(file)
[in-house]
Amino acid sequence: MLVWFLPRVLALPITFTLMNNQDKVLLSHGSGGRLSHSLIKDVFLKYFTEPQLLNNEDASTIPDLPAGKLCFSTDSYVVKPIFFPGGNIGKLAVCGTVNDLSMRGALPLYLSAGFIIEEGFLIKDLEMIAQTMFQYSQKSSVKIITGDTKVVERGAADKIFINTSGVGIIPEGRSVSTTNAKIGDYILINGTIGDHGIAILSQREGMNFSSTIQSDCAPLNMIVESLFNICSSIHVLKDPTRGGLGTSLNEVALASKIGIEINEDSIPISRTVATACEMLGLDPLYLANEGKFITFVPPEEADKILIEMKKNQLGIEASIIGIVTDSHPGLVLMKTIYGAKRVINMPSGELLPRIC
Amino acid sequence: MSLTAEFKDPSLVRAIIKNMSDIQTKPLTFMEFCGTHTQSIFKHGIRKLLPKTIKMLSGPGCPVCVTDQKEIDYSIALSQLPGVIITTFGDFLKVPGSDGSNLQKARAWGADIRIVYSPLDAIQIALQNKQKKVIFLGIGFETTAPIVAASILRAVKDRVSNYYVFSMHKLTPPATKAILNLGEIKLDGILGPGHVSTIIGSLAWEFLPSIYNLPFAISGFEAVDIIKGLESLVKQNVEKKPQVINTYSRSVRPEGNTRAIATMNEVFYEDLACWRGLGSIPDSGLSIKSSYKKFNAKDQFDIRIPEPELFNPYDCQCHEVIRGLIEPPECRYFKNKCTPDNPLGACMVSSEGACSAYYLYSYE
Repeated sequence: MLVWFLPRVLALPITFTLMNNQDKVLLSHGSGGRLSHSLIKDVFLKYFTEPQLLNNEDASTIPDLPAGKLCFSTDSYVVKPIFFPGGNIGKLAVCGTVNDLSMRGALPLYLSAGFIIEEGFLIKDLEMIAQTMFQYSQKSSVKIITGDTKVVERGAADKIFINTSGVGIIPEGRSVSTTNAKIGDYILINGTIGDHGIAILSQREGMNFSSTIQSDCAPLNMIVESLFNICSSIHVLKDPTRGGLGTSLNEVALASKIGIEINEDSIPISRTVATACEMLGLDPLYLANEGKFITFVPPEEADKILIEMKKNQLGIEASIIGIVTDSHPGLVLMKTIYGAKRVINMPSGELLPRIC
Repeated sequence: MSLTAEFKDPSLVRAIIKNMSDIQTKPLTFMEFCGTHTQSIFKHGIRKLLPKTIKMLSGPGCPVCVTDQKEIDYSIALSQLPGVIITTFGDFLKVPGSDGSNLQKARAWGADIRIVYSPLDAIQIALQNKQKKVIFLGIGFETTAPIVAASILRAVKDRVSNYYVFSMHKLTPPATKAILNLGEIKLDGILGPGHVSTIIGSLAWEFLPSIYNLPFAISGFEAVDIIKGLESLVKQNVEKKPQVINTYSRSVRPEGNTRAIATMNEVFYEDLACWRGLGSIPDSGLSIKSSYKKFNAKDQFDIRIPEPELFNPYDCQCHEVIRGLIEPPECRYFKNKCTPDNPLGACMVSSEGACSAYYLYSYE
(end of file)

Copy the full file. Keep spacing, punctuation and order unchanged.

[in-house]
Amino acid sequence: MLVWFLPRVLALPITFTLMNNQDKVLLSHGSGGRLSHSLIKDVFLKYFTEPQLLNNEDASTIPDLPAGKLCFSTDSYVVKPIFFPGGNIGKLAVCGTVNDLSMRGALPLYLSAGFIIEEGFLIKDLEMIAQTMFQYSQKSSVKIITGDTKVVERGAADKIFINTSGVGIIPEGRSVSTTNAKIGDYILINGTIGDHGIAILSQREGMNFSSTIQSDCAPLNMIVESLFNICSSIHVLKDPTRGGLGTSLNEVALASKIGIEINEDSIPISRTVATACEMLGLDPLYLANEGKFITFVPPEEADKILIEMKKNQLGIEASIIGIVTDSHPGLVLMKTIYGAKRVINMPSGELLPRIC
Amino acid sequence: MSLTAEFKDPSLVRAIIKNMSDIQTKPLTFMEFCGTHTQSIFKHGIRKLLPKTIKMLSGPGCPVCVTDQKEIDYSIALSQLPGVIITTFGDFLKVPGSDGSNLQKARAWGADIRIVYSPLDAIQIALQNKQKKVIFLGIGFETTAPIVAASILRAVKDRVSNYYVFSMHKLTPPATKAILNLGEIKLDGILGPGHVSTIIGSLAWEFLPSIYNLPFAISGFEAVDIIKGLESLVKQNVEKKPQVINTYSRSVRPEGNTRAIATMNEVFYEDLACWRGLGSIPDSGLSIKSSYKKFNAKDQFDIRIPEPELFNPYDCQCHEVIRGLIEPPECRYFKNKCTPDNPLGACMVSSEGACSAYYLYSYE
Repeated sequence: MLVWFLPRVLALPITFTLMNNQDKVLLSHGSGGRLSHSLIKDVFLKYFTEPQLLNNEDASTIPDLPAGKLCFSTDSYVVKPIFFPGGNIGKLAVCGTVNDLSMRGALPLYLSAGFIIEEGFLIKDLEMIAQTMFQYSQKSSVKIITGDTKVVERGAADKIFINTSGVGIIPEGRSVSTTNAKIGDYILINGTIGDHGIAILSQREGMNFSSTIQSDCAPLNMIVESLFNICSSIHVLKDPTRGGLGTSLNEVALASKIGIEINEDSIPISRTVATACEMLGLDPLYLANEGKFITFVPPEEADKILIEMKKNQLGIEASIIGIVTDSHPGLVLMKTIYGAKRVINMPSGELLPRIC
Repeated sequence: MSLTAEFKDPSLVRAIIKNMSDIQTKPLTFMEFCGTHTQSIFKHGIRKLLPKTIKMLSGPGCPVCVTDQKEIDYSIALSQLPGVIITTFGDFLKVPGSDGSNLQKARAWGADIRIVYSPLDAIQIALQNKQKKVIFLGIGFETTAPIVAASILRAVKDRVSNYYVFSMHKLTPPATKAILNLGEIKLDGILGPGHVSTIIGSLAWEFLPSIYNLPFAISGFEAVDIIKGLESLVKQNVEKKPQVINTYSRSVRPEGNTRAIATMNEVFYEDLACWRGLGSIPDSGLSIKSSYKKFNAKDQFDIRIPEPELFNPYDCQCHEVIRGLIEPPECRYFKNKCTPDNPLGACMVSSEGACSAYYLYSYE